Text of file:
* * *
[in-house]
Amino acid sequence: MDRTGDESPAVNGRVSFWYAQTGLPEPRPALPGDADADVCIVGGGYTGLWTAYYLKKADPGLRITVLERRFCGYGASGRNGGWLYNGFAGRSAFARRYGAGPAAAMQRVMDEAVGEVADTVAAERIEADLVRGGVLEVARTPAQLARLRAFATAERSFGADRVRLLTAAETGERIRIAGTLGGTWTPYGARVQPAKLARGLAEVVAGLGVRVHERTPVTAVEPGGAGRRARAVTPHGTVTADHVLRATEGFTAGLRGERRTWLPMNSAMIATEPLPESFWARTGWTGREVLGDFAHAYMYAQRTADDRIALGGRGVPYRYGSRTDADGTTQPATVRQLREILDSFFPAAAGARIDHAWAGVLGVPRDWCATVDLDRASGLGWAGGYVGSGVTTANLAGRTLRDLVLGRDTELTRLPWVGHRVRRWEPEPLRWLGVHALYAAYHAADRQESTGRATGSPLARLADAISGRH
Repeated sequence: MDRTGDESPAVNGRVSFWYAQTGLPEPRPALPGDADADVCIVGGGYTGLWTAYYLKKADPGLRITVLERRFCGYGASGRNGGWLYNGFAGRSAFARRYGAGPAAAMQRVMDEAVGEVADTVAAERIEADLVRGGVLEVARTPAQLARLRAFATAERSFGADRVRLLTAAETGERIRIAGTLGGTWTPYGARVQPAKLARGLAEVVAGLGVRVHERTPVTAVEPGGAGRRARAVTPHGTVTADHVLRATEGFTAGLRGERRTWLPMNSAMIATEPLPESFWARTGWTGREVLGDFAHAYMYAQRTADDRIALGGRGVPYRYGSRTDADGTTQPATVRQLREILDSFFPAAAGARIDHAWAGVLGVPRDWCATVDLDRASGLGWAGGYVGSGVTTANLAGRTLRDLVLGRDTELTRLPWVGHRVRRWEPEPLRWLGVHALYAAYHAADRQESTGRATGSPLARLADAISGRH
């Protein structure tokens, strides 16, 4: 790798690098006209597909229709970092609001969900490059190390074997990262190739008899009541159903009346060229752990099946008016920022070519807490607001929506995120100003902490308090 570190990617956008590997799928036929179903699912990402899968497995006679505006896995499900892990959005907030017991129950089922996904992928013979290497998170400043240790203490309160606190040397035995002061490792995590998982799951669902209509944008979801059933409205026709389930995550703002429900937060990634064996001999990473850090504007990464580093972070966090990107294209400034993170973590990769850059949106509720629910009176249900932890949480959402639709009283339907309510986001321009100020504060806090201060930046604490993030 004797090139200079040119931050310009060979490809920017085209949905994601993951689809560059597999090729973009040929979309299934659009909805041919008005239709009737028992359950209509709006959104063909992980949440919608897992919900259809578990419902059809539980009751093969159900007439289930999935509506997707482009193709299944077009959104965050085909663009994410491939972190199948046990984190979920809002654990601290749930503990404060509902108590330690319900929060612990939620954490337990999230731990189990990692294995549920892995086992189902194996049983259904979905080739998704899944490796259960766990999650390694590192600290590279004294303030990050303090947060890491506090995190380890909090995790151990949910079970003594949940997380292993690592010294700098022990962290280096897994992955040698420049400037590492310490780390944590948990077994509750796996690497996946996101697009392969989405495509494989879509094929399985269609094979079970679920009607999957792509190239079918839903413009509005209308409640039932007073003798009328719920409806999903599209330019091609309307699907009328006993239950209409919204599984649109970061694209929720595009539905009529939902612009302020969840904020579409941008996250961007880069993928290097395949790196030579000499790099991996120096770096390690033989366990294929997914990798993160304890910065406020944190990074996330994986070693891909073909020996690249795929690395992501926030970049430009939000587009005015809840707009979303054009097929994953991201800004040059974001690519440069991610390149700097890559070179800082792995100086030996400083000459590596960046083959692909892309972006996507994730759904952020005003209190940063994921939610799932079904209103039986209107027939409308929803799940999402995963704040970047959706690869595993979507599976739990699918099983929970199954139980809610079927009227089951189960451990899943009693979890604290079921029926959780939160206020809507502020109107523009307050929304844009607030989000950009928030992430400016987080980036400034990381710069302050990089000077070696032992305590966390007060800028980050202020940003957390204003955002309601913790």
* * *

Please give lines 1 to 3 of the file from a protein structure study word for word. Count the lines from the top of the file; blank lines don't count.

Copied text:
[in-house]
Amino acid sequence: MDRTGDESPAVNGRVSFWYAQTGLPEPRPALPGDADADVCIVGGGYTGLWTAYYLKKADPGLRITVLERRFCGYGASGRNGGWLYNGFAGRSAFARRYGAGPAAAMQRVMDEAVGEVADTVAAERIEADLVRGGVLEVARTPAQLARLRAFATAERSFGADRVRLLTAAETGERIRIAGTLGGTWTPYGARVQPAKLARGLAEVVAGLGVRVHERTPVTAVEPGGAGRRARAVTPHGTVTADHVLRATEGFTAGLRGERRTWLPMNSAMIATEPLPESFWARTGWTGREVLGDFAHAYMYAQRTADDRIALGGRGVPYRYGSRTDADGTTQPATVRQLREILDSFFPAAAGARIDHAWAGVLGVPRDWCATVDLDRASGLGWAGGYVGSGVTTANLAGRTLRDLVLGRDTELTRLPWVGHRVRRWEPEPLRWLGVHALYAAYHAADRQESTGRATGSPLARLADAISGRH
Repeated sequence: MDRTGDESPAVNGRVSFWYAQTGLPEPRPALPGDADADVCIVGGGYTGLWTAYYLKKADPGLRITVLERRFCGYGASGRNGGWLYNGFAGRSAFARRYGAGPAAAMQRVMDEAVGEVADTVAAERIEADLVRGGVLEVARTPAQLARLRAFATAERSFGADRVRLLTAAETGERIRIAGTLGGTWTPYGARVQPAKLARGLAEVVAGLGVRVHERTPVTAVEPGGAGRRARAVTPHGTVTADHVLRATEGFTAGLRGERRTWLPMNSAMIATEPLPESFWARTGWTGREVLGDFAHAYMYAQRTADDRIALGGRGVPYRYGSRTDADGTTQPATVRQLREILDSFFPAAAGARIDHAWAGVLGVPRDWCATVDLDRASGLGWAGGYVGSGVTTANLAGRTLRDLVLGRDTELTRLPWVGHRVRRWEPEPLRWLGVHALYAAYHAADRQESTGRATGSPLARLADAISGRH